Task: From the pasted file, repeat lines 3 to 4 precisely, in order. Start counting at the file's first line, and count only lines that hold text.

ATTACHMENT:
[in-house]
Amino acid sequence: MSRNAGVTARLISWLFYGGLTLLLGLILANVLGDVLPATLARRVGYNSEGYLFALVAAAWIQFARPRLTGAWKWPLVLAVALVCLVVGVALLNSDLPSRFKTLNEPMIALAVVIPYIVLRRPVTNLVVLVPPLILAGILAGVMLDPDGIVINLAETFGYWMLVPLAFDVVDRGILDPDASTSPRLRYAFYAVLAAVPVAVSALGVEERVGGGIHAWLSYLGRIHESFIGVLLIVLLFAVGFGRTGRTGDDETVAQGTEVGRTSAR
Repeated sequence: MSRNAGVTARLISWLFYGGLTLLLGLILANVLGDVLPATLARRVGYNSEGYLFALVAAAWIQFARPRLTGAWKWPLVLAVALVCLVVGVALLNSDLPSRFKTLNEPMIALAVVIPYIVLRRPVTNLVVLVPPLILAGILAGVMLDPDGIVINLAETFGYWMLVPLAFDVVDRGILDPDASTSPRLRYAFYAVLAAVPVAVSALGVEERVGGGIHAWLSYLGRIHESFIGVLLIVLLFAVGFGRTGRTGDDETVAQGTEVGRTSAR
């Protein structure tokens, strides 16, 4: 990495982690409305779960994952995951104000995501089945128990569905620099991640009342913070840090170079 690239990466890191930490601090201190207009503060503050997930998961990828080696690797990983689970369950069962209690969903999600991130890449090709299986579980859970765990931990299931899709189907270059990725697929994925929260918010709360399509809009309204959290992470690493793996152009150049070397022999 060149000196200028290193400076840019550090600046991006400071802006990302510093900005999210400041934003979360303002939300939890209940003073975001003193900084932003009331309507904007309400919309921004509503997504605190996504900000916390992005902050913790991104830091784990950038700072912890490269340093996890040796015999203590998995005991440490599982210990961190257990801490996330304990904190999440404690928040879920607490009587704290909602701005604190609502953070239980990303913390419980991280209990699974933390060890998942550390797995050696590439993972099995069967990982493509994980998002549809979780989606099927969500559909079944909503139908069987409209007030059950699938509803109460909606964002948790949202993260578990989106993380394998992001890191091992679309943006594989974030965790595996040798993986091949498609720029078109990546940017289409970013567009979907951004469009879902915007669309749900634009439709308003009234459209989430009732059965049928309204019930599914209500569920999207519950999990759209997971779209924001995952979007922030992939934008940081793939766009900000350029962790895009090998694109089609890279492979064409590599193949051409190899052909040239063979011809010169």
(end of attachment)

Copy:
Repeated sequence: MSRNAGVTARLISWLFYGGLTLLLGLILANVLGDVLPATLARRVGYNSEGYLFALVAAAWIQFARPRLTGAWKWPLVLAVALVCLVVGVALLNSDLPSRFKTLNEPMIALAVVIPYIVLRRPVTNLVVLVPPLILAGILAGVMLDPDGIVINLAETFGYWMLVPLAFDVVDRGILDPDASTSPRLRYAFYAVLAAVPVAVSALGVEERVGGGIHAWLSYLGRIHESFIGVLLIVLLFAVGFGRTGRTGDDETVAQGTEVGRTSAR
């Protein structure tokens, strides 16, 4: 990495982690409305779960994952995951104000995501089945128990569905620099991640009342913070840090170079 690239990466890191930490601090201190207009503060503050997930998961990828080696690797990983689970369950069962209690969903999600991130890449090709299986579980859970765990931990299931899709189907270059990725697929994925929260918010709360399509809009309204959290992470690493793996152009150049070397022999 060149000196200028290193400076840019550090600046991006400071802006990302510093900005999210400041934003979360303002939300939890209940003073975001003193900084932003009331309507904007309400919309921004509503997504605190996504900000916390992005902050913790991104830091784990950038700072912890490269340093996890040796015999203590998995005991440490599982210990961190257990801490996330304990904190999440404690928040879920607490009587704290909602701005604190609502953070239980990303913390419980991280209990699974933390060890998942550390797995050696590439993972099995069967990982493509994980998002549809979780989606099927969500559909079944909503139908069987409209007030059950699938509803109460909606964002948790949202993260578990989106993380394998992001890191091992679309943006594989974030965790595996040798993986091949498609720029078109990546940017289409970013567009979907951004469009879902915007669309749900634009439709308003009234459209989430009732059965049928309204019930599914209500569920999207519950999990759209997971779209924001995952979007922030992939934008940081793939766009900000350029962790895009090998694109089609890279492979064409590599193949051409190899052909040239063979011809010169």